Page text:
By doing so, the 5th Circuit said, the DOJ effectively nullified any curative purpose for the taint team. “A taint team serves no practical effect if the government refuses to destroy or return the copies of documents that the taint team has identified as privileged,” the court said. “The government has thus conceded that it has no intent to respect Harbor's interest in the privacy of its privileged materials as the investigation unfolds.”
Harbor counsel from BakerHostetler declined to provide a statement on the 5th Circuit ruling. Edmund Searby of the eponymous firm argued at the 5th Circuit for the company.
It’s relatively unusual for a company targeted by the Justice Department to demand the return of privileged documents. More often (but still rarely), law firms that have been raided sue for the return of their clients’ information. That was the case in a 2019 decision from the 4th Circuit in In re: Search Warrant Issued June 13, 2019. The 4th Circuit ruled that the government’s use of a taint team to screen documents seized from a Baltimore law firm was an improper abrogation of judicial power by the executive branch.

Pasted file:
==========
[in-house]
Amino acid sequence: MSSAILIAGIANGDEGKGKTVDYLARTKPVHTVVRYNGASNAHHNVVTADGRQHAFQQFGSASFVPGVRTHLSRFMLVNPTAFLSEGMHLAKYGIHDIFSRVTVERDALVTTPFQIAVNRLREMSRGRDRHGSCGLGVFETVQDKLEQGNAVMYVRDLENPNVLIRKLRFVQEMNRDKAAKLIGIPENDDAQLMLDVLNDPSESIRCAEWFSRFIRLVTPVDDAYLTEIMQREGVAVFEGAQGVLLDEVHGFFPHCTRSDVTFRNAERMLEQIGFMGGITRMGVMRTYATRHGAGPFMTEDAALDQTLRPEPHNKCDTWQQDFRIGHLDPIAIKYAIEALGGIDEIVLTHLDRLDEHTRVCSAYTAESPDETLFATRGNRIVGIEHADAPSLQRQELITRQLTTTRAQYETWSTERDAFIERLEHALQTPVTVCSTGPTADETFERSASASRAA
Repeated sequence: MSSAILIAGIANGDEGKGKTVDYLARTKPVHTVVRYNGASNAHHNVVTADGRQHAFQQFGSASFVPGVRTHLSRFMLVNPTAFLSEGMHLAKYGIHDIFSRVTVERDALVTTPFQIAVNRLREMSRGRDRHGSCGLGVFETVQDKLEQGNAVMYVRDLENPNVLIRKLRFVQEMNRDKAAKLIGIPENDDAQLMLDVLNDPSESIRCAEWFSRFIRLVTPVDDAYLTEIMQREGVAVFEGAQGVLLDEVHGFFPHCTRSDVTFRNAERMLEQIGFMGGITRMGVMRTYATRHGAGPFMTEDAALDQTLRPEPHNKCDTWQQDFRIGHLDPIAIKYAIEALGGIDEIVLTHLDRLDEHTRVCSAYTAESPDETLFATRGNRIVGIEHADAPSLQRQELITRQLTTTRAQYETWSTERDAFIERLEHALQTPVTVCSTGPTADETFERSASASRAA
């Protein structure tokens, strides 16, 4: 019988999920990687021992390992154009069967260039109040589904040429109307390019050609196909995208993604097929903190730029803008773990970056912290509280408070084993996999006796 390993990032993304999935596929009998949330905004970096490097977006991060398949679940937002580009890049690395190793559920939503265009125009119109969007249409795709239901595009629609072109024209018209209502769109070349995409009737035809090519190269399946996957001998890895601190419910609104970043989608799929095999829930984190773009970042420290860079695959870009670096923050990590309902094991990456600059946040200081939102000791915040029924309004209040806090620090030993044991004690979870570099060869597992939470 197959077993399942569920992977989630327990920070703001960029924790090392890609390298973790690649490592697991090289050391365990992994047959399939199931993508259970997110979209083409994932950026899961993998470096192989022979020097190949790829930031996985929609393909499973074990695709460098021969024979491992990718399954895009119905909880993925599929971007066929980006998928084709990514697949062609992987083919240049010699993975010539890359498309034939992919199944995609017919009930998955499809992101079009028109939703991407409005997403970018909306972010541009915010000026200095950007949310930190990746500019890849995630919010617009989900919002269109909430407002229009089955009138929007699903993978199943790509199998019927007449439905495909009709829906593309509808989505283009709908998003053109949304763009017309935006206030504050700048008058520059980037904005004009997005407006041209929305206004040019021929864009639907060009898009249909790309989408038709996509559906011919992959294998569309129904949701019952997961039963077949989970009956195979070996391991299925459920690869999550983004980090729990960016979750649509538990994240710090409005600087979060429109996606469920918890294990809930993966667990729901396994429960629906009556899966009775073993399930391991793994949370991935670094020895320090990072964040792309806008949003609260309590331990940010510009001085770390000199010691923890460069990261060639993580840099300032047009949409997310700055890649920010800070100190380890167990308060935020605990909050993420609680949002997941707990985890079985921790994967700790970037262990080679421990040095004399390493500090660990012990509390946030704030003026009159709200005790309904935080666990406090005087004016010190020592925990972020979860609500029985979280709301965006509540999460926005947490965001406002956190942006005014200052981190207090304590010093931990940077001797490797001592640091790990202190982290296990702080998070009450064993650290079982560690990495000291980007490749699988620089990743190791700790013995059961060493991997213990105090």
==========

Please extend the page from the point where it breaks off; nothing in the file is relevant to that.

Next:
Harbor called in its appellate briefs for the 5th Circuit to adopt a similarly skeptical view of taint teams, citing the 4th Circuit ruling, among others. The appeals court didn’t bite, ruling just that the taint team process didn’t adequately protect Harbor’s privacy interests. But for Harbor and other DOJ targets, last week’s decision is definitely a step in the right direction.